Cortical microglia acquire a different morphological appearance in progressive MS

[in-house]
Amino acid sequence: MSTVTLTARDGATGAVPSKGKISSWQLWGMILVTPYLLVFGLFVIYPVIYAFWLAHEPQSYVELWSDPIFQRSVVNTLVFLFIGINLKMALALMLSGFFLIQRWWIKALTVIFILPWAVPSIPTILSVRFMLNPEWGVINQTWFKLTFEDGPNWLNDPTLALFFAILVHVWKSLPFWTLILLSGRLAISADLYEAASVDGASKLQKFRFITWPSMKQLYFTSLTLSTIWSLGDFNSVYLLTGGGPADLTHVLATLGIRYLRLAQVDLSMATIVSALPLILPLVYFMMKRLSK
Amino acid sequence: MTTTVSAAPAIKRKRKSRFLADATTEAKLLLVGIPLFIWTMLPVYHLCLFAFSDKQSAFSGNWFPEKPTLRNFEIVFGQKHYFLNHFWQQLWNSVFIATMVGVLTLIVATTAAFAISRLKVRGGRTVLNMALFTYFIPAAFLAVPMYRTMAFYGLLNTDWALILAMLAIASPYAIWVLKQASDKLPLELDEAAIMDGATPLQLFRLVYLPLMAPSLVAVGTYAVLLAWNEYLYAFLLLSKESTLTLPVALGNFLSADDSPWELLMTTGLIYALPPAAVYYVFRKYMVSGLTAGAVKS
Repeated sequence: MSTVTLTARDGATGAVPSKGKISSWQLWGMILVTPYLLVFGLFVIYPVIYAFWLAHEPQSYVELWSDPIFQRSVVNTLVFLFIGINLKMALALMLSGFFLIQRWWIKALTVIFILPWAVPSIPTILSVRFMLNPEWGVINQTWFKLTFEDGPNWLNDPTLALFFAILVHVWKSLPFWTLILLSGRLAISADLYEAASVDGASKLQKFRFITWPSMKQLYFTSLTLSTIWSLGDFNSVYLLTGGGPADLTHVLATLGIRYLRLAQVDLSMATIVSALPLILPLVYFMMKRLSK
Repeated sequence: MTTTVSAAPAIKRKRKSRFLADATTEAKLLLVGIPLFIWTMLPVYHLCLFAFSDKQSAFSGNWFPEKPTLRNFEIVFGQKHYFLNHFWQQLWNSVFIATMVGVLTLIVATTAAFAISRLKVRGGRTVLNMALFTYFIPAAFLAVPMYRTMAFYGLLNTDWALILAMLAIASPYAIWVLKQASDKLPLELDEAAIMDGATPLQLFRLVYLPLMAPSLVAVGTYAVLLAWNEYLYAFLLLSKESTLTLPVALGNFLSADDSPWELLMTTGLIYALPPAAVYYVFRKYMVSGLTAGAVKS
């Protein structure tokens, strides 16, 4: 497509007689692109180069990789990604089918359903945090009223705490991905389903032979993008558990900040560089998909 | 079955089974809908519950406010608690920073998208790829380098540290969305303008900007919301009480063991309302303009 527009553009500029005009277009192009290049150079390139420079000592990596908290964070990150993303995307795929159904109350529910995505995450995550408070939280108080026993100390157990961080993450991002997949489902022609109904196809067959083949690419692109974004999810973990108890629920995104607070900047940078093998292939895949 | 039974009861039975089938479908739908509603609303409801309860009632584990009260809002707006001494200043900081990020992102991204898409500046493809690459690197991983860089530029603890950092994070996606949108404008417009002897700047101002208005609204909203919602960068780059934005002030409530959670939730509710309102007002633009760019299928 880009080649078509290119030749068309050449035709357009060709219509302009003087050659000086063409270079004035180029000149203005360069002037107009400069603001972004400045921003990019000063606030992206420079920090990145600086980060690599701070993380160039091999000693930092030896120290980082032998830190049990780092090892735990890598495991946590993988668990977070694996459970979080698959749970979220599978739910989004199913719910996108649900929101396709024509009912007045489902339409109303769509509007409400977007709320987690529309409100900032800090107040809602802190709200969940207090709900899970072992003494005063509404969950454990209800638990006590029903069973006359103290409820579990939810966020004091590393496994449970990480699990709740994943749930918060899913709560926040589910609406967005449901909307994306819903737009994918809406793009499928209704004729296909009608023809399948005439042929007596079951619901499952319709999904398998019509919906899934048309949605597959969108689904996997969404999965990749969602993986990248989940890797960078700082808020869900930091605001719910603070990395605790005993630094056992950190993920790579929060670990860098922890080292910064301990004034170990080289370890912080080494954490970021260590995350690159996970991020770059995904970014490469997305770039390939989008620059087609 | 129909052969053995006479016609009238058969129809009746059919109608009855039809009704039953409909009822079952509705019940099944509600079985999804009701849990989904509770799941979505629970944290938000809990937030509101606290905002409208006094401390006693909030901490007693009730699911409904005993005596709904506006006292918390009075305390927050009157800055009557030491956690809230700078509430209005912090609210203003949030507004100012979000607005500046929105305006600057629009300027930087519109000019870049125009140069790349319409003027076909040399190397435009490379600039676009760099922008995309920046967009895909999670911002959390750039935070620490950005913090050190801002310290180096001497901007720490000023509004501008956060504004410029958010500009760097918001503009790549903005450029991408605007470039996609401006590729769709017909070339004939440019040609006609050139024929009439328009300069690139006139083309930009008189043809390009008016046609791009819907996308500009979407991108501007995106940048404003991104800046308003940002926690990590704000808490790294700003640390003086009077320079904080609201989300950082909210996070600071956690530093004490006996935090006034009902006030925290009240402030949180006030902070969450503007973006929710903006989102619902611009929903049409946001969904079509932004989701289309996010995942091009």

To assess the involvement of microglia in cortical pathology in progressive MS patients, we first quantified microglial number and morphological complexity in cortical layers 1, 3 and 5/6 using confocal microscopy on IBA1+ stained sections of MS brains and non-neurological controls (Fig. 1a, b). While the density of IBA1+ microglia in MS cortex was variable and not significantly different from controls (Fig. 1c), morphological analysis of a large number of individually traced microglia revealed a more ramified microglia morphology in MS cortex, as indicated by the area under the curve (AUC) of the Sholl analysis  (Fig. 1d, e). This morphological change was most evident in neuronal layer 3 (Fig. 1f) and was further corroborated on a subset of MS and control cases stained for TMEM119, a microglia-specific protein (Online Resource 1a–c). Both microglial density and morphology were positively associated throughout the different cortical layers (Online Resource 1d). Further analyzes of microglial morphology revealed an increase in the peak of the AUC, which displays the maximum number of intersections in the Sholl analysis, a larger reach of the branches (wingspan), and increased number and length of branches and number of junctions in MS microglia located in neuronal layer 3 (Fig. 1f and Online Resource 1e). Lastly, we observed a trend towards a larger microglial soma in all analyzed cortical layers of progressive MS brains (Fig. 1f). Absence of IBA1+ cells with an amoeboid morphology and co-expression of P2Y12 with virtually all non-vessel associated IBA1+ cells indicates limited infiltration of peripheral myeloid cells in MS cortex (Online Resource 1f).